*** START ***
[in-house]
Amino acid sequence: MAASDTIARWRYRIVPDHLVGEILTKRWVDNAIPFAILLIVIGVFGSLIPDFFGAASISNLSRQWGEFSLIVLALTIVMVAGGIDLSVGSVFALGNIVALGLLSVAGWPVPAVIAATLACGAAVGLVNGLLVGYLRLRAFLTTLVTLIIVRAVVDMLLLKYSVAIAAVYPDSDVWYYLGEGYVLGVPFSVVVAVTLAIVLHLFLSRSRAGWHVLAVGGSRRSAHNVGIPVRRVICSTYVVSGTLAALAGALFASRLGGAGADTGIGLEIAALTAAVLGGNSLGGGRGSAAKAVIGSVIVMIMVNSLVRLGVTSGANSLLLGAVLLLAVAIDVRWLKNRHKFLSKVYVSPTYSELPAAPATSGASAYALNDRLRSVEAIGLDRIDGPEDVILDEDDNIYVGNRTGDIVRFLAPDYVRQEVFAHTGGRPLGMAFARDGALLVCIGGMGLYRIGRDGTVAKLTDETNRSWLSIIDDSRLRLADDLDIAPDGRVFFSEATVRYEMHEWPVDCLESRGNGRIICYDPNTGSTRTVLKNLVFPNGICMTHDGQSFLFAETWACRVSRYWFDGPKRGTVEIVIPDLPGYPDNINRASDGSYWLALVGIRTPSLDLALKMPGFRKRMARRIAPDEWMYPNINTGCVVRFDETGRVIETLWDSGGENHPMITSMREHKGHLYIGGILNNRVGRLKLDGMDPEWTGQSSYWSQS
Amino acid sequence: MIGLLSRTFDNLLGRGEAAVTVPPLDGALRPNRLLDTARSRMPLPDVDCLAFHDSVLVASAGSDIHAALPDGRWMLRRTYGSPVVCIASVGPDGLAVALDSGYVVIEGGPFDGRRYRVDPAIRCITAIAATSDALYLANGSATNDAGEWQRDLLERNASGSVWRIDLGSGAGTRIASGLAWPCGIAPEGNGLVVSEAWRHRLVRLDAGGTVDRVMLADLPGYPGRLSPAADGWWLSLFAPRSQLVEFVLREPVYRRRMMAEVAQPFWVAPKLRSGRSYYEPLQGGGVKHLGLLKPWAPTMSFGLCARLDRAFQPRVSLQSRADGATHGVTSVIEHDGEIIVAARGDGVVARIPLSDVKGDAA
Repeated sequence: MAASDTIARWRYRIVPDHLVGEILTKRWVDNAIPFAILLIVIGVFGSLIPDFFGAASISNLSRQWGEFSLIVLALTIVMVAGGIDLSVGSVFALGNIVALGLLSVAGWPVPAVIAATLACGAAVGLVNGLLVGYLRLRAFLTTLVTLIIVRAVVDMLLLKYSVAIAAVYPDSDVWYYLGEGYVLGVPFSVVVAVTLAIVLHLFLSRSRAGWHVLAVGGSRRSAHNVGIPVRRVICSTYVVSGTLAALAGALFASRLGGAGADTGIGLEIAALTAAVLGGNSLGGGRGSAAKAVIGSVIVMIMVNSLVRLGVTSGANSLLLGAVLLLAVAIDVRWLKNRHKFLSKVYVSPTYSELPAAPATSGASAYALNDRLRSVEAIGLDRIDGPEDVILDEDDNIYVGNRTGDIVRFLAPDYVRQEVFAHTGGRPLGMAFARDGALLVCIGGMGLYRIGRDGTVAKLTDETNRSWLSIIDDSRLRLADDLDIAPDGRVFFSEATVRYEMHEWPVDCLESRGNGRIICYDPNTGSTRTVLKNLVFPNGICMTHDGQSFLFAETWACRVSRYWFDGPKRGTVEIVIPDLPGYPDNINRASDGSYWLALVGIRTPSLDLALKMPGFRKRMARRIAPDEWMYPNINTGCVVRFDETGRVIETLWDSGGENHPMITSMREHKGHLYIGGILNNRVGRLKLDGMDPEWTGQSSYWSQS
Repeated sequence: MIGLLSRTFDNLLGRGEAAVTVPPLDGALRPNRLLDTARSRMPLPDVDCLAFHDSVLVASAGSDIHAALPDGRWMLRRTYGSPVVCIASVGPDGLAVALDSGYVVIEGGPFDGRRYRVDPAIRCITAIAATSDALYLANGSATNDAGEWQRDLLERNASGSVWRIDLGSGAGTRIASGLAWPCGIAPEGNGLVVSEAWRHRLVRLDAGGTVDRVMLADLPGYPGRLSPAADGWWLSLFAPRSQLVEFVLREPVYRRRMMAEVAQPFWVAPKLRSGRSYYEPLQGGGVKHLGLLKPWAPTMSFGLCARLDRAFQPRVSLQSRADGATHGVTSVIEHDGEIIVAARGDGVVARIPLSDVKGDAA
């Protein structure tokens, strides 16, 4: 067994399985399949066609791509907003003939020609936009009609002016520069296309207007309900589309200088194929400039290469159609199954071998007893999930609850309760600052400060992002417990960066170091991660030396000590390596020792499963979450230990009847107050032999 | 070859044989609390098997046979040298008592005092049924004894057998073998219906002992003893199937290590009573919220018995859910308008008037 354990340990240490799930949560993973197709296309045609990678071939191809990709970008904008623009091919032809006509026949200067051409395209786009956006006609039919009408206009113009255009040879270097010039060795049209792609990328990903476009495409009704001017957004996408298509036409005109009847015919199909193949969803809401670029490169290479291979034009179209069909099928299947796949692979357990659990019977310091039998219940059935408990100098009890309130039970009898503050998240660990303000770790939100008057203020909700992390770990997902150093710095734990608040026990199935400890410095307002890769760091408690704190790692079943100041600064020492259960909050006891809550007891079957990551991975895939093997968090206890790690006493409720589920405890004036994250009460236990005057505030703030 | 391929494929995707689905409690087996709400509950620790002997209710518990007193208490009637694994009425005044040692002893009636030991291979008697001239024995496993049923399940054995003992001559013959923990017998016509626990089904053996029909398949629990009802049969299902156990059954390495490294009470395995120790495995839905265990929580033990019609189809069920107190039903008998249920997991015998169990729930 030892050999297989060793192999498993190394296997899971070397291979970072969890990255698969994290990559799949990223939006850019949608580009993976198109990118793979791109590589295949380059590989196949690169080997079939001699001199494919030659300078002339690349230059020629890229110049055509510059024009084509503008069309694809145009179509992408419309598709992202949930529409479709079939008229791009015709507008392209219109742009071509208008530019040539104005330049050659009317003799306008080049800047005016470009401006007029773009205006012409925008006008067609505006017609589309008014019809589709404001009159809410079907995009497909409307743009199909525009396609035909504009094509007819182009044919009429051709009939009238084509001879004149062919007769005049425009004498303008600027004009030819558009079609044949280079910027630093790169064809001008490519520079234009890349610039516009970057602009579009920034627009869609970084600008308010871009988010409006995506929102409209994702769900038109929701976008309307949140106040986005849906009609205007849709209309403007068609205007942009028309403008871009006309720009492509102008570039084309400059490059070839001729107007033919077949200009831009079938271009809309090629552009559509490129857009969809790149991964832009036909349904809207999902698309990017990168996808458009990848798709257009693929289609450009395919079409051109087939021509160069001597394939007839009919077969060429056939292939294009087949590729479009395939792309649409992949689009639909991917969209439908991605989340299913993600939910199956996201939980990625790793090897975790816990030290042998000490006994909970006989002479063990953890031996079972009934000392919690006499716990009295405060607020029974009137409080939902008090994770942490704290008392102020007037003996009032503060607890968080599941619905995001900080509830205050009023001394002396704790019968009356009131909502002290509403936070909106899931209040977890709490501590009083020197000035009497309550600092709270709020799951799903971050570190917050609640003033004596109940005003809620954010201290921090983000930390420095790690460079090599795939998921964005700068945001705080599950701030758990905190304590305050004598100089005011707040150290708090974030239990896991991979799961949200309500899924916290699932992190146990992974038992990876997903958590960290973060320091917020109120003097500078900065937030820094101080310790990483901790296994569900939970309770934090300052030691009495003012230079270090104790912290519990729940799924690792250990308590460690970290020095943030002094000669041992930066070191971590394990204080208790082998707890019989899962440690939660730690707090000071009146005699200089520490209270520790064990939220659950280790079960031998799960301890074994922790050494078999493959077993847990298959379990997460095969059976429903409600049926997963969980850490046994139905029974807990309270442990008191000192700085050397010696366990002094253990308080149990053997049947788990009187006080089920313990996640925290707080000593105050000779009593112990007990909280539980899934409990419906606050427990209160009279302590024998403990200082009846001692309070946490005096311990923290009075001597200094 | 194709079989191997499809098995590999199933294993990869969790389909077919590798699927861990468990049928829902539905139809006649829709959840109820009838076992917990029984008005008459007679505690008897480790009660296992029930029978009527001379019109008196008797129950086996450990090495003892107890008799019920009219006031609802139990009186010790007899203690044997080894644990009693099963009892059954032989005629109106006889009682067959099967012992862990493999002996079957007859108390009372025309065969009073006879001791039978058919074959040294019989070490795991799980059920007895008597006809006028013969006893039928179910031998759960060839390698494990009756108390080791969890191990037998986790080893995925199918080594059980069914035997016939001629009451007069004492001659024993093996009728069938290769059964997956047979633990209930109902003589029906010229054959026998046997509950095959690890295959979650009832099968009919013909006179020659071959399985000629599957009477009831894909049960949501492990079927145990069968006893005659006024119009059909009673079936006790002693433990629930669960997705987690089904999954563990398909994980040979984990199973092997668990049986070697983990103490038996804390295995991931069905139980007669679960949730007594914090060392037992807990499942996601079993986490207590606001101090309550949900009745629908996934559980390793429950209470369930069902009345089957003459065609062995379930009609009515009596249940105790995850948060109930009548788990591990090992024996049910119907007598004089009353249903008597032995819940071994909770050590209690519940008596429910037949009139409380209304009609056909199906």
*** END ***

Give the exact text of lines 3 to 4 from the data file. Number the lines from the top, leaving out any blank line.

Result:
Amino acid sequence: MIGLLSRTFDNLLGRGEAAVTVPPLDGALRPNRLLDTARSRMPLPDVDCLAFHDSVLVASAGSDIHAALPDGRWMLRRTYGSPVVCIASVGPDGLAVALDSGYVVIEGGPFDGRRYRVDPAIRCITAIAATSDALYLANGSATNDAGEWQRDLLERNASGSVWRIDLGSGAGTRIASGLAWPCGIAPEGNGLVVSEAWRHRLVRLDAGGTVDRVMLADLPGYPGRLSPAADGWWLSLFAPRSQLVEFVLREPVYRRRMMAEVAQPFWVAPKLRSGRSYYEPLQGGGVKHLGLLKPWAPTMSFGLCARLDRAFQPRVSLQSRADGATHGVTSVIEHDGEIIVAARGDGVVARIPLSDVKGDAA
Repeated sequence: MAASDTIARWRYRIVPDHLVGEILTKRWVDNAIPFAILLIVIGVFGSLIPDFFGAASISNLSRQWGEFSLIVLALTIVMVAGGIDLSVGSVFALGNIVALGLLSVAGWPVPAVIAATLACGAAVGLVNGLLVGYLRLRAFLTTLVTLIIVRAVVDMLLLKYSVAIAAVYPDSDVWYYLGEGYVLGVPFSVVVAVTLAIVLHLFLSRSRAGWHVLAVGGSRRSAHNVGIPVRRVICSTYVVSGTLAALAGALFASRLGGAGADTGIGLEIAALTAAVLGGNSLGGGRGSAAKAVIGSVIVMIMVNSLVRLGVTSGANSLLLGAVLLLAVAIDVRWLKNRHKFLSKVYVSPTYSELPAAPATSGASAYALNDRLRSVEAIGLDRIDGPEDVILDEDDNIYVGNRTGDIVRFLAPDYVRQEVFAHTGGRPLGMAFARDGALLVCIGGMGLYRIGRDGTVAKLTDETNRSWLSIIDDSRLRLADDLDIAPDGRVFFSEATVRYEMHEWPVDCLESRGNGRIICYDPNTGSTRTVLKNLVFPNGICMTHDGQSFLFAETWACRVSRYWFDGPKRGTVEIVIPDLPGYPDNINRASDGSYWLALVGIRTPSLDLALKMPGFRKRMARRIAPDEWMYPNINTGCVVRFDETGRVIETLWDSGGENHPMITSMREHKGHLYIGGILNNRVGRLKLDGMDPEWTGQSSYWSQS